But gathering mortality data on malaria is more problematic than most diseases.
Given that the burden falls on young children an estimated 90% of malaria deaths in Africa occur in children aged under five years a principal indicator of the trend in malaria-related deaths recommended by the Roll Back Malaria Partnership is all-cause under-five mortality, routinely measured in malaria-endemic countries by nationally representative community-based demographic and health surveys (DHS).
In its favour, this method should capture so-called indirect, malaria-related mortality or how malaria contributes to child mortality by exacerbating other common childhood illnesses, by contributing to low birth weight and generally weakening children as a result of repeated or chronic infections.
As Bernard Nahlen of the Global Fund to fight AIDS, Tuberculosis and Malaria told the Bulletin: "In children in high-endemic areas, indirect, malaria-related mortality may be just as or even more important than the burden of acute, direct malaria-attributable mortality but it is even more difficult to measure."
To further clarify the picture, WHO recommends that specific, direct, acute malaria-attributable mortality also be tracked. This is done mainly through demographic surveillance sites (DSS) where disease and deaths are continuously monitored in selected populations and cause of death is ascertained by interviewing bereaved relatives.
A synthesis of available data by WHO and the US Centers for Disease Control and Prevention (CDC) published in 2005, showed that direct malaria-attributable mortality in sub-Saharan Africa among children aged under five years accounted for about 18% of all deaths in this age-group, or between 700 000 and 900 000 children.
However, even these "latest" figures refer only to 2000. With surveys and precise longitudinal monitoring costly to implement and difficult for poor countries to sustain, it often takes a long time to collect and analyse enough data for a reliable estimate, while problems in data availability and interpretation make comparisons between subsequent estimates difficult. DSS are also typically small-scale, and extrapolation to the wider continent needs to make use of malaria risk maps.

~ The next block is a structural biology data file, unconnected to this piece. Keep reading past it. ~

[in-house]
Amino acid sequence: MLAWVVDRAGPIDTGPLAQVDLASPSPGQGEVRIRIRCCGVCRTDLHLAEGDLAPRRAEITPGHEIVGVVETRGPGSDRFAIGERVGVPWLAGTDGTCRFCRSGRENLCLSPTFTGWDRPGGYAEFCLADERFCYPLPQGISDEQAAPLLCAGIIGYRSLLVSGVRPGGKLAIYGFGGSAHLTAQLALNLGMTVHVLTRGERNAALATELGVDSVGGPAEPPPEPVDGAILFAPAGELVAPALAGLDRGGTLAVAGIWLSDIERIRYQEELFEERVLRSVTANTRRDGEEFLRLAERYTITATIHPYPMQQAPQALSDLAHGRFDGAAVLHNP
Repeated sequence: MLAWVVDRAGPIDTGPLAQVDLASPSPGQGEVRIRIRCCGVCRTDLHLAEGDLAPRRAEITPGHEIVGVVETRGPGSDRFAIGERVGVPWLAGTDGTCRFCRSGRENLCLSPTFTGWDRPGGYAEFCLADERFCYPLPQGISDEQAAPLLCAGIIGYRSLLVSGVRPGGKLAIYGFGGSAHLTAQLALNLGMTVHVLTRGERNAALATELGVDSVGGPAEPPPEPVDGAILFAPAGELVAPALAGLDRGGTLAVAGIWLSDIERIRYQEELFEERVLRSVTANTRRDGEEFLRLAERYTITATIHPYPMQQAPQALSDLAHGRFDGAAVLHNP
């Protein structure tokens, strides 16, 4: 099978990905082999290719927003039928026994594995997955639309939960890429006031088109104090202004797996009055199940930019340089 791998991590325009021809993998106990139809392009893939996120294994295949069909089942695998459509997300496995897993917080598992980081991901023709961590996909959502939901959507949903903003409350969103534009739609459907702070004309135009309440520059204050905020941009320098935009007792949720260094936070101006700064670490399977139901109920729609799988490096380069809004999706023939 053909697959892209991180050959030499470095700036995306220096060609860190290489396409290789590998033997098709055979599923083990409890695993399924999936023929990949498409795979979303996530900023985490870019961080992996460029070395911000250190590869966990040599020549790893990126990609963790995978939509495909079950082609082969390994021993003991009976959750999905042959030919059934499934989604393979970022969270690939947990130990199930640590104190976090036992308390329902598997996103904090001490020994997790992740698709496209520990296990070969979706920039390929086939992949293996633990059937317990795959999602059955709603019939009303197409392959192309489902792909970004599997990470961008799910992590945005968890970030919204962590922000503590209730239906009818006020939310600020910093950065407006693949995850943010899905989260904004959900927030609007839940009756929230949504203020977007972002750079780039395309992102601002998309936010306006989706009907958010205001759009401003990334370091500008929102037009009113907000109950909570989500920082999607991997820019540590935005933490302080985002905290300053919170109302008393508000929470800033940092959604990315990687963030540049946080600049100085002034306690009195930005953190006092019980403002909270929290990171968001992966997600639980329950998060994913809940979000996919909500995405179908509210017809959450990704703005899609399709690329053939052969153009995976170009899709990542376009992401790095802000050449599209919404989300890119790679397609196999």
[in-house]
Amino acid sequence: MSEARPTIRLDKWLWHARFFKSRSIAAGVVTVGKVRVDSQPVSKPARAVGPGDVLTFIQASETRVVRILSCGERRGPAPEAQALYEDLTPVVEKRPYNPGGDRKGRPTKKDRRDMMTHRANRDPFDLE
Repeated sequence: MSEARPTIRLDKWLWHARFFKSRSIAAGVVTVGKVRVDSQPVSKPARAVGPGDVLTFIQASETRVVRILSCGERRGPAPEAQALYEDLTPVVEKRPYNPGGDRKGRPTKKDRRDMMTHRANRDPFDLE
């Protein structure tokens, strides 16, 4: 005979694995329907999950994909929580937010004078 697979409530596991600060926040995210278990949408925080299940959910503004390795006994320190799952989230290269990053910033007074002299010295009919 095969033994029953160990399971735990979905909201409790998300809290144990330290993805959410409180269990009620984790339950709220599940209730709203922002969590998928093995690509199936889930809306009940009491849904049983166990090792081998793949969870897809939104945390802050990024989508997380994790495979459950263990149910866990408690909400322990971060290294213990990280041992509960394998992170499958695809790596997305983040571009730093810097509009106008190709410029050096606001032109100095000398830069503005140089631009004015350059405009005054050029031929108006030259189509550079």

Summing up the problem, Nahlen says that extrapolating malaria mortality rates to the wider continent is "fraught with difficulties".
Malaria is such a nebulous disease that the chances of getting the numbers wrong are great, and this may adversely affect decision-making.
"We must have accurate mortality and case data so we can evaluate programmes and see the effects of interventions," says Angus Spiers, UNDP's Global Fund Malaria Advisor in Angola.
How will WHO and governments know if funding is headed to the right areas? How will they know if interventions such as insecticide-treated mosquito nets are working? And how can they determine how much more money needs to be spent on combating the disease?
"We need reliable malaria statistics to be able to target control resources and evaluate their impact," says Dr Allan Schapira, Coordinator in WHO's Global Malaria Programme. "As long as the distribution of the problem is known and funding is available, the resources will be channelled to those in need, provided that the delivery systems can do the channelling. However, a gross underestimation in a particular area may cause insufficient funding of a given programme."
No one doubts that malaria places a heavy burden on the countries that can least afford it. But to know just how big a toll the disease takes and whether the projects that are currently in place to fight it are actually working, requires more ingenuity and investment than had perhaps been anticipated, when the Roll Back Malaria movement was initiated, Schapira says.